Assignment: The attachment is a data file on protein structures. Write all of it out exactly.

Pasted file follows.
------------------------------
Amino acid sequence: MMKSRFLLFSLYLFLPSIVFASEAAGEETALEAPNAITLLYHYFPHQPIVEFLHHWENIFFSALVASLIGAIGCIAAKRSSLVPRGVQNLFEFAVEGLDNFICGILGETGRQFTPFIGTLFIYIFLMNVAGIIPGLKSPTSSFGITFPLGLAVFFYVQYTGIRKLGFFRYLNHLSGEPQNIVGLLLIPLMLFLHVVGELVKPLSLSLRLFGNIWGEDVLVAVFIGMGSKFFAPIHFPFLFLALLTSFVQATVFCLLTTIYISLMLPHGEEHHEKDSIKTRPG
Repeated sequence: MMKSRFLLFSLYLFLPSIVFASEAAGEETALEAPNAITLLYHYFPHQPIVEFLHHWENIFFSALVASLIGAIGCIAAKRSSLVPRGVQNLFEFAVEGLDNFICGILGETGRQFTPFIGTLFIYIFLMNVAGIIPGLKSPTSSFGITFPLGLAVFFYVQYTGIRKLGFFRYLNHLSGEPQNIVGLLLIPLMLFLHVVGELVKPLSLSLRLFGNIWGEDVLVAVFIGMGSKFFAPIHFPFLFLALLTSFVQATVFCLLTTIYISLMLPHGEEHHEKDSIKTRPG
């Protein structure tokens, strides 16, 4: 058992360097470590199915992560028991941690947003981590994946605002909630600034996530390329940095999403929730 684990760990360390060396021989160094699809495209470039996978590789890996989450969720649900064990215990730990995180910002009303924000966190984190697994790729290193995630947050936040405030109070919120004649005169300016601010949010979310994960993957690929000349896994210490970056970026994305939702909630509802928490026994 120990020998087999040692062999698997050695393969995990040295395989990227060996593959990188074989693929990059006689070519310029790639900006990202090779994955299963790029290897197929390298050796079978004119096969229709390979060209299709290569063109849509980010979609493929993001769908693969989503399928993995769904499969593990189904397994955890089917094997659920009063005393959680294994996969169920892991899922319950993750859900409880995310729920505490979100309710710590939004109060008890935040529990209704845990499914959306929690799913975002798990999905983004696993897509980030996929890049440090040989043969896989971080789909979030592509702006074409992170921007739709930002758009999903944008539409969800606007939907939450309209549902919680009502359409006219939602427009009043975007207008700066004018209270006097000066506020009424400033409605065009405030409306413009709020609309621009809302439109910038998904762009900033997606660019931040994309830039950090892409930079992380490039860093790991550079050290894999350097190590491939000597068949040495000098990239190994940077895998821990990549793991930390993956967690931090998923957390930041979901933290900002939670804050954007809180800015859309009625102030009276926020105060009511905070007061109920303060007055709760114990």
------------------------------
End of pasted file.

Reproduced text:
Amino acid sequence: MMKSRFLLFSLYLFLPSIVFASEAAGEETALEAPNAITLLYHYFPHQPIVEFLHHWENIFFSALVASLIGAIGCIAAKRSSLVPRGVQNLFEFAVEGLDNFICGILGETGRQFTPFIGTLFIYIFLMNVAGIIPGLKSPTSSFGITFPLGLAVFFYVQYTGIRKLGFFRYLNHLSGEPQNIVGLLLIPLMLFLHVVGELVKPLSLSLRLFGNIWGEDVLVAVFIGMGSKFFAPIHFPFLFLALLTSFVQATVFCLLTTIYISLMLPHGEEHHEKDSIKTRPG
Repeated sequence: MMKSRFLLFSLYLFLPSIVFASEAAGEETALEAPNAITLLYHYFPHQPIVEFLHHWENIFFSALVASLIGAIGCIAAKRSSLVPRGVQNLFEFAVEGLDNFICGILGETGRQFTPFIGTLFIYIFLMNVAGIIPGLKSPTSSFGITFPLGLAVFFYVQYTGIRKLGFFRYLNHLSGEPQNIVGLLLIPLMLFLHVVGELVKPLSLSLRLFGNIWGEDVLVAVFIGMGSKFFAPIHFPFLFLALLTSFVQATVFCLLTTIYISLMLPHGEEHHEKDSIKTRPG
């Protein structure tokens, strides 16, 4: 058992360097470590199915992560028991941690947003981590994946605002909630600034996530390329940095999403929730 684990760990360390060396021989160094699809495209470039996978590789890996989450969720649900064990215990730990995180910002009303924000966190984190697994790729290193995630947050936040405030109070919120004649005169300016601010949010979310994960993957690929000349896994210490970056970026994305939702909630509802928490026994 120990020998087999040692062999698997050695393969995990040295395989990227060996593959990188074989693929990059006689070519310029790639900006990202090779994955299963790029290897197929390298050796079978004119096969229709390979060209299709290569063109849509980010979609493929993001769908693969989503399928993995769904499969593990189904397994955890089917094997659920009063005393959680294994996969169920892991899922319950993750859900409880995310729920505490979100309710710590939004109060008890935040529990209704845990499914959306929690799913975002798990999905983004696993897509980030996929890049440090040989043969896989971080789909979030592509702006074409992170921007739709930002758009999903944008539409969800606007939907939450309209549902919680009502359409006219939602427009009043975007207008700066004018209270006097000066506020009424400033409605065009405030409306413009709020609309621009809302439109910038998904762009900033997606660019931040994309830039950090892409930079992380490039860093790991550079050290894999350097190590491939000597068949040495000098990239190994940077895998821990990549793991930390993956967690931090998923957390930041979901933290900002939670804050954007809180800015859309009625102030009276926020105060009511905070007061109920303060007055709760114990």